About the FICO Credit Score
Because we live in an automated, it's probably not that surprising that your ability to repay your mortgage boils down to one number.
The FICO score is compiled by credit agencies. These agencies use the payment history from all of your loans: credit cards, mortgages, car loans and others.
Each of the three credit reporting agencies has its own formula for building your credit score. The original FICO was developed by Fair Isaac and Company.
Experian uses this model and calls its score FICO. Equifax's model, based on FICO, is called BEACON, while TransUnion, which also uses a slightly modified FICO, calls its score EMPIRICA. While each of the models considers a range of data available in your credit report, the differences aren't huge; each agency uses the following in calculating your credit score:
- Credit History - Have you had credit for years, or for just a short time?
- Late Payments - Do you have any payments later than 30 days?
- Credit Card Balances - How many credit card accounts do you hold, and how much do you owe?
- Inquiries on Your Credit - How many times have lenders pulled your credit report for the purpose of lending you money?
These factors are assigned weights based on the formula being used. Each formula produces a single number which may vary a a little by agency. FICO scores can be as low as 300 and as high as 800. Higher is always better. Most home buyers these days have a score above 620.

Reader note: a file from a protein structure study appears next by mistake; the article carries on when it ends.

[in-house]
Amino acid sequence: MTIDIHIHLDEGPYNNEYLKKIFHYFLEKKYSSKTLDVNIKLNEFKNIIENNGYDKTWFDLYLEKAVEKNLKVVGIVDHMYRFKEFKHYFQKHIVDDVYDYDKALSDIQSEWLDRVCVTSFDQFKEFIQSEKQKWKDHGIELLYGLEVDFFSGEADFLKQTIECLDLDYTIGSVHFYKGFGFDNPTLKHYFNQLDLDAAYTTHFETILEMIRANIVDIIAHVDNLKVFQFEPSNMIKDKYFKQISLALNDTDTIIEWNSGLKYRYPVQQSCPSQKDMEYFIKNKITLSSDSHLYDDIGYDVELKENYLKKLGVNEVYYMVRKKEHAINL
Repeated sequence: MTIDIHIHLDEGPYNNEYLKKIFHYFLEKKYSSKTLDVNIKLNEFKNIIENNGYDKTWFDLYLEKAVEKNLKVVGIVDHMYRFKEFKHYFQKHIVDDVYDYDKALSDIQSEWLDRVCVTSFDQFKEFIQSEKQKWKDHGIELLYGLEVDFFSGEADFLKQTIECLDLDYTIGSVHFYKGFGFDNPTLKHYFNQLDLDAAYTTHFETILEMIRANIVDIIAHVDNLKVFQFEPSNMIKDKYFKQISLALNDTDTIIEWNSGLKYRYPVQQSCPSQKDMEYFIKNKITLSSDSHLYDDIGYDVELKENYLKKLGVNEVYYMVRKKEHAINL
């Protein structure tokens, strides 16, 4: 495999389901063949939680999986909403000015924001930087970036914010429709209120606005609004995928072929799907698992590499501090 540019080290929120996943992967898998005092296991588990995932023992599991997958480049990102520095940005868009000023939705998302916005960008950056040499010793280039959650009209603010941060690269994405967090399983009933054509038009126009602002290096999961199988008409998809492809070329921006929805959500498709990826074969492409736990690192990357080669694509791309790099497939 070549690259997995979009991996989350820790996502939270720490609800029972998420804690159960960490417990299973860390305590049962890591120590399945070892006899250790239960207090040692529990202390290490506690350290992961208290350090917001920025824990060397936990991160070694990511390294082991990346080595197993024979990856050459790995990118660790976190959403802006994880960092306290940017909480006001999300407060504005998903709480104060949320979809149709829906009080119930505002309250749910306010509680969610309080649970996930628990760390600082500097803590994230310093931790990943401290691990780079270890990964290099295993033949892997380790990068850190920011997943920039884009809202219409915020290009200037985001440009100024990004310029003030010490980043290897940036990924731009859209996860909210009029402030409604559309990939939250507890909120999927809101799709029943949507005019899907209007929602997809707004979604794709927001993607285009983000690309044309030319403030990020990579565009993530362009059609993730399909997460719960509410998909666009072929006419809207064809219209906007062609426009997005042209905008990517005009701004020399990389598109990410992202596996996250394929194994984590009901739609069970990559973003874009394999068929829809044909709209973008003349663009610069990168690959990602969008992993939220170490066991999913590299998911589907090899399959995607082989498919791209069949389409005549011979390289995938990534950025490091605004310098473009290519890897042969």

Not just for qualifying
FICO scores affect more than your ability to get a loan. They also affect your interest rate. Lenders give lower interest rates to individuals with higher scores.
Raising your credit score
What can you do about your FICO score? Very little in the short term. Because the FICO score is based on a lifetime of credit history, it is difficult to change it quickly. (Of course you must appeal incorrect items on your credit report.)
Getting your credit score
Before you can improve your credit score, you have to know your score and make certain that the credit reports from each agency are correct. Fair Isaac, the company that invented the first FICO score, sells scores on its website: myFICO.com. For a reasonable fee, you can quickly get your FICO score from all three reporting agencies, along with your credit report. They also provide helpful information and online tools that can help you analyze what actions might have the greatest impact on your FICO score.
You can get a free credit report once a year from the three major agencies at AnnualCreditReport.com. You won't get a free credit score from AnnualCreditReport.com, but getting it is quick and inexpensive.
Armed with this info, you will be a more informed consumer and you'll be better positioned to get the right mortgage for you.
Want to know more about your credit score? Give us a call at (904) 342-3622.